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Increased risk of skin cancer among oil workers

NjordplattformenStord. Njordplattformen.Photo: Marit Hommedal / NTB scanpix


Oil workers who have had direct skin contact with crude oil and benzene have a much greater risk of skin cancer, writes Dagbladet.

The researchers have investigated the incidence of skin cancer among 25,000 oil workers employed in the North Sea between 1965 and 1998. The risk of skin cancer increases with the duration of skin contact with benzene and crude oil at work, the Cancer Register’s new survey shows.

The researchers have looked at skin cancer of the forearm and hands, ie from the elbow and down, where the risk of direct contact with oil and chemicals is greatest.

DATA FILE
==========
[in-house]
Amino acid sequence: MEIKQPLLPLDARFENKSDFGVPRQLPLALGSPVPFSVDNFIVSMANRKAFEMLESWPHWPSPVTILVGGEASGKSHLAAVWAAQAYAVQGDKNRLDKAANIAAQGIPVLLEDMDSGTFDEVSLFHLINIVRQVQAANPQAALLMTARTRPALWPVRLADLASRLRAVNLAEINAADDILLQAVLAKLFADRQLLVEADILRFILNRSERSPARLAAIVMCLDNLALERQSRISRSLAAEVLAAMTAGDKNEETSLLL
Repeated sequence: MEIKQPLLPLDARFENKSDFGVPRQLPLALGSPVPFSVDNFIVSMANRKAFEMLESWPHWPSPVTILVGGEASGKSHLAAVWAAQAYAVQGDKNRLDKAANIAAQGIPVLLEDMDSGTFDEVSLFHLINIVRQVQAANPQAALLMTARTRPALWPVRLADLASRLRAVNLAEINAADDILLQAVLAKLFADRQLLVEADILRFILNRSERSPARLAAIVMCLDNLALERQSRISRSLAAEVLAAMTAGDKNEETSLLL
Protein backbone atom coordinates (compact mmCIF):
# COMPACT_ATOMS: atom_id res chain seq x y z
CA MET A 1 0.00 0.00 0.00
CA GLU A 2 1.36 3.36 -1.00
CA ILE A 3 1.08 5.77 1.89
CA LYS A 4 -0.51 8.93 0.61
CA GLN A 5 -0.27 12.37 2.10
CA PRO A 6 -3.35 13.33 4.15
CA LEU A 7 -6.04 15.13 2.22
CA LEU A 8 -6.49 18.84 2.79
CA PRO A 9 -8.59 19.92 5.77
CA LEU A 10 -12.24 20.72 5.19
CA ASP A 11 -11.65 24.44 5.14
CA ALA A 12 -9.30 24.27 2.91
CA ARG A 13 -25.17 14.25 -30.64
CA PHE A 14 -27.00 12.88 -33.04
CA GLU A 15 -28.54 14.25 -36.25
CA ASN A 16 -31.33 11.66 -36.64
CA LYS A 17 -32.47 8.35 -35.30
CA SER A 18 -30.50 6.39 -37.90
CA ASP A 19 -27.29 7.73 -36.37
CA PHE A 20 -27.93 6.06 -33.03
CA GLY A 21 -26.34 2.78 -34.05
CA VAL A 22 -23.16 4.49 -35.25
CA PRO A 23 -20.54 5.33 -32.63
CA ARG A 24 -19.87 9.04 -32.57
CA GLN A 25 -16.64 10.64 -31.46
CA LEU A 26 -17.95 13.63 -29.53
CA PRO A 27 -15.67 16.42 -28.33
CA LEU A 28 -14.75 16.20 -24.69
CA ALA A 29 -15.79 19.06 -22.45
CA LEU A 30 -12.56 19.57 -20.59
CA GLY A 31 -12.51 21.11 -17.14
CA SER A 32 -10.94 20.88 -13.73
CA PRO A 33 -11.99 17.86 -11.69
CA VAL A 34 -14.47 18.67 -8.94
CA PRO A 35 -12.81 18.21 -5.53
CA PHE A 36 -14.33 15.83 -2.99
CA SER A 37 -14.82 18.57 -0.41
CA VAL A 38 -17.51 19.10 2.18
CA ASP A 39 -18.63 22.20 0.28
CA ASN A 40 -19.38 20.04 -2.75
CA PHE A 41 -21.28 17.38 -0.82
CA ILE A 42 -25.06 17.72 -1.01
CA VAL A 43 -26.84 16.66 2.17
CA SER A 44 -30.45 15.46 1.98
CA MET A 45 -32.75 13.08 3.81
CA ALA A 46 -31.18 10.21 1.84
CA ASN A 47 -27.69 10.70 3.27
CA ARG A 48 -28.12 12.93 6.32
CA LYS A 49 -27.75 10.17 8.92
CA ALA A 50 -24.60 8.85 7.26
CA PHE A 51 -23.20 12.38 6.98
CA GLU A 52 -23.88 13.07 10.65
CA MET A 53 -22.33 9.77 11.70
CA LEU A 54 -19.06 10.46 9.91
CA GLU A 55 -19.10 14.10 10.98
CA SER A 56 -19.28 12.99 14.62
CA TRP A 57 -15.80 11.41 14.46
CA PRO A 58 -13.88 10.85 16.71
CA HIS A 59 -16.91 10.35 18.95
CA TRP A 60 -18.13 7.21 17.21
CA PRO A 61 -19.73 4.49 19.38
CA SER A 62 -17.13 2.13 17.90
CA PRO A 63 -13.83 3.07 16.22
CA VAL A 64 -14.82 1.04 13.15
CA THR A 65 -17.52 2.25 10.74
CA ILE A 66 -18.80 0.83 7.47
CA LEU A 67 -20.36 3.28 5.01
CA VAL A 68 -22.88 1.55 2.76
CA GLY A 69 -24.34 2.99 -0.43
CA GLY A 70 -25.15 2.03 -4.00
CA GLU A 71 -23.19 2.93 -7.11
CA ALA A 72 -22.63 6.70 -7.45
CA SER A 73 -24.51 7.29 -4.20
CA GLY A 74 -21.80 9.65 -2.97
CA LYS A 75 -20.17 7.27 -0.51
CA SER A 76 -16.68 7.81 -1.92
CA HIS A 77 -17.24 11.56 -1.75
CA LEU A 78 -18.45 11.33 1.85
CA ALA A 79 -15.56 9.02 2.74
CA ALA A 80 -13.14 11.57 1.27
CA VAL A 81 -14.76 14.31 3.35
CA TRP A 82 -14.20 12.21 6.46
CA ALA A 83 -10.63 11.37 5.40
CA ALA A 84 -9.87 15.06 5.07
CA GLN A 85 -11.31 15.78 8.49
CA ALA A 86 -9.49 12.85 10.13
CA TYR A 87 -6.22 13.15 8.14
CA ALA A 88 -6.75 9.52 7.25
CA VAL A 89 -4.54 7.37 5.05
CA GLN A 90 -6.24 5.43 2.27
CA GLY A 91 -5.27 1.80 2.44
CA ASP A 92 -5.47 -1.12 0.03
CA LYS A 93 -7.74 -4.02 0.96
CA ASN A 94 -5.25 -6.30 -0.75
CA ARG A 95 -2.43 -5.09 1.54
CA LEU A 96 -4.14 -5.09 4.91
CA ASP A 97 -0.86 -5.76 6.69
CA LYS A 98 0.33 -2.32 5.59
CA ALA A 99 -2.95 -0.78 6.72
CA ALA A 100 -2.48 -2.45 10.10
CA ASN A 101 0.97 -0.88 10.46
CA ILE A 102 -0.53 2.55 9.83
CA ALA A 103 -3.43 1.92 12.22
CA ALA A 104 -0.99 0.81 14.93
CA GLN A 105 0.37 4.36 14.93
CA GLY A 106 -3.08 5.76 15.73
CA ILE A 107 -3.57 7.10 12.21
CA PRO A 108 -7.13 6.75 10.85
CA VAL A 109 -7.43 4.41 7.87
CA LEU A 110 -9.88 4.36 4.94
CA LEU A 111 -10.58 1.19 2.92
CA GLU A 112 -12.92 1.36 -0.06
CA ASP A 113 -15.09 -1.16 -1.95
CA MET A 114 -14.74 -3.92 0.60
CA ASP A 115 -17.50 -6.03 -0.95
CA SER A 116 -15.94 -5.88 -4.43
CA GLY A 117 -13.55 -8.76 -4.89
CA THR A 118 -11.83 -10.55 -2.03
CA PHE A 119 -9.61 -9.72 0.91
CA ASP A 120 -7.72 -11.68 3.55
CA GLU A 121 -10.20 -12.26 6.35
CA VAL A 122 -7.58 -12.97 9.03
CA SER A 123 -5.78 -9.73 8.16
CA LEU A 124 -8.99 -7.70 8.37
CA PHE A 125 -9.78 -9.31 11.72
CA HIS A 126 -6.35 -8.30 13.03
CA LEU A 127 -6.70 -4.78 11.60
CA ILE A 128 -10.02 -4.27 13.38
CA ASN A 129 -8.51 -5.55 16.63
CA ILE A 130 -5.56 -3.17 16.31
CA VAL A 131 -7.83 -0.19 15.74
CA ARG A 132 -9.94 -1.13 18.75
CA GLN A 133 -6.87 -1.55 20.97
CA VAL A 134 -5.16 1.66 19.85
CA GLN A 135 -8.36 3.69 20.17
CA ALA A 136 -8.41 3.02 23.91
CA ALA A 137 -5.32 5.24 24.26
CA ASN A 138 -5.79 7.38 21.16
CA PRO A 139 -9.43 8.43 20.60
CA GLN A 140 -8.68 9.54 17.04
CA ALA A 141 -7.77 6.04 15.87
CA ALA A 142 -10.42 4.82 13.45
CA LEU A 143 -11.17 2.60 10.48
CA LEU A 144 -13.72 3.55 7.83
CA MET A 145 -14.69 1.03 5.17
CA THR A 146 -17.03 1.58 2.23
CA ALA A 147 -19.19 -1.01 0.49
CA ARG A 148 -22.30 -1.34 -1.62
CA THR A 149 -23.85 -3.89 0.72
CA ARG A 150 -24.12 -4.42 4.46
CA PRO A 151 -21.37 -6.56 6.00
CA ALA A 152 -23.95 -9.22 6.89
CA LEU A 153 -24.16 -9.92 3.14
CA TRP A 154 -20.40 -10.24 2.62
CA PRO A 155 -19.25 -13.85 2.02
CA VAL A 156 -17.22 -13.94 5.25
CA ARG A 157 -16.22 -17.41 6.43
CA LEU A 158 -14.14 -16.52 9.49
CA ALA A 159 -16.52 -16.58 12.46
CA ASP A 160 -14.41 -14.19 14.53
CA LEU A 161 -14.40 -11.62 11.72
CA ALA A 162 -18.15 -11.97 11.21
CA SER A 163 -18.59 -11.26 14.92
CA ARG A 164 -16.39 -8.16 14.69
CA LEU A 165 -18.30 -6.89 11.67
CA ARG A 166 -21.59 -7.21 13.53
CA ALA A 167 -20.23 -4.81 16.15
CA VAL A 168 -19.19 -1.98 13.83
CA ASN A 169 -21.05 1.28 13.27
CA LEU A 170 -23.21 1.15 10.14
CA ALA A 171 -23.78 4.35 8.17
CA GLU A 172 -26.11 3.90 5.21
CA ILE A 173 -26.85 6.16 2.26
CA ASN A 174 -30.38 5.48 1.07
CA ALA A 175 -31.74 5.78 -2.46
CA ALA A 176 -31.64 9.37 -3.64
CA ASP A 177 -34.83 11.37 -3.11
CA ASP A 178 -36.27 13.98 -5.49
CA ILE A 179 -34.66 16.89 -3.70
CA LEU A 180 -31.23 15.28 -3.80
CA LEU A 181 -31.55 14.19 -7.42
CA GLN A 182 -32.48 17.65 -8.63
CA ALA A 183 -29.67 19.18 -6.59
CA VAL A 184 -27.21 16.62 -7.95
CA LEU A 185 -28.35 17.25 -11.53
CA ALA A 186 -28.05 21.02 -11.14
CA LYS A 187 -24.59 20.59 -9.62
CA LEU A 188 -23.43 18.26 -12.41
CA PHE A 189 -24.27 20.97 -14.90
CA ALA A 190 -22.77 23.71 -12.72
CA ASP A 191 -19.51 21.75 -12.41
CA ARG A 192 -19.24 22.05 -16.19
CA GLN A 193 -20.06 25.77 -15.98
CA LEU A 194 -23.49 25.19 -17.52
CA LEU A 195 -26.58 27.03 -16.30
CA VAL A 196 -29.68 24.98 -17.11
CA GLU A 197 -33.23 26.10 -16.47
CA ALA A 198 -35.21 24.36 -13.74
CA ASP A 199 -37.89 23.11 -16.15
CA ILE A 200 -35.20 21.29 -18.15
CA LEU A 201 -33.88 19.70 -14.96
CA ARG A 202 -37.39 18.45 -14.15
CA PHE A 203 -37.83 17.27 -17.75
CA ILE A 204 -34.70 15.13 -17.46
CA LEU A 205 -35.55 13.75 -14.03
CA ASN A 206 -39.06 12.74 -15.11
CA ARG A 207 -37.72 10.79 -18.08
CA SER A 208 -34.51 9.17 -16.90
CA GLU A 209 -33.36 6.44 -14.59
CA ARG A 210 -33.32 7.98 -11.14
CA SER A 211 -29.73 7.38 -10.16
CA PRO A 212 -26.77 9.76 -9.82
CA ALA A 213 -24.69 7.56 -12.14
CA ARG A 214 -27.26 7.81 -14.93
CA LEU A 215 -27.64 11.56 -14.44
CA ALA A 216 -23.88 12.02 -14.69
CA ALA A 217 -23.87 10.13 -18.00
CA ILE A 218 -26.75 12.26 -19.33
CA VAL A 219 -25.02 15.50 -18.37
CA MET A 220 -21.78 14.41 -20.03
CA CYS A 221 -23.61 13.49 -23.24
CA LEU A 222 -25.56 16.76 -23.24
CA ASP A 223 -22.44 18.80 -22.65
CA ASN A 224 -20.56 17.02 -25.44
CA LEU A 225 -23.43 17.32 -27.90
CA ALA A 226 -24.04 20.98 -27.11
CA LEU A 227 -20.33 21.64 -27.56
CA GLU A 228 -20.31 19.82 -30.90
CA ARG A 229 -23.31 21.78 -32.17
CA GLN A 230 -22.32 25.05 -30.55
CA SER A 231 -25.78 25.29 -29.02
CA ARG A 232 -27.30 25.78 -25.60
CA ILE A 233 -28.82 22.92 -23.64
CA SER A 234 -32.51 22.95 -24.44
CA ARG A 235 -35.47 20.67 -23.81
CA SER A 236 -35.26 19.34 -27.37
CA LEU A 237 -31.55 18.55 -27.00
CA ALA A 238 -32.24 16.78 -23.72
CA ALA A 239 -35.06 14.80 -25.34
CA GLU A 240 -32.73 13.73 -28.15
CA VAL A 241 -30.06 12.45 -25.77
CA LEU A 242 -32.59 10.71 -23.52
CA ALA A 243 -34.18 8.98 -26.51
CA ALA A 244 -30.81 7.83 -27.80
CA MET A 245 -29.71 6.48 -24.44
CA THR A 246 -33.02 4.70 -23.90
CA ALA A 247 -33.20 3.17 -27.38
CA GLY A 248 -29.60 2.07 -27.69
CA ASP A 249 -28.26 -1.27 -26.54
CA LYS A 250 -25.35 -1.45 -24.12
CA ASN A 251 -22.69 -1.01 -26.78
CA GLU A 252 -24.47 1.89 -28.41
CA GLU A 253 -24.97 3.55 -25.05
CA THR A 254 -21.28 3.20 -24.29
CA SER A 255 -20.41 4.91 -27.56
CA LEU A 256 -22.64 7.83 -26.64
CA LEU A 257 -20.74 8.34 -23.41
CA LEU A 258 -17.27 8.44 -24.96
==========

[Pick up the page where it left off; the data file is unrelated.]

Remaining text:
“Having focused on such anatomical area allows us to study the context more precisely,” says postdoctor Jo S. Stenehjem at the Cancer Registry’s research department to Dagbladet.

“We found that oil workers exposed to crude oil and benzene for ten years or more had up to seven times higher risk of skin cancer on the hands and forearms compared with those who were never exposed,” says Stenehjem, who got a PhD on cancer among North Sea workers.


© NTB Scanpix / Norway Today





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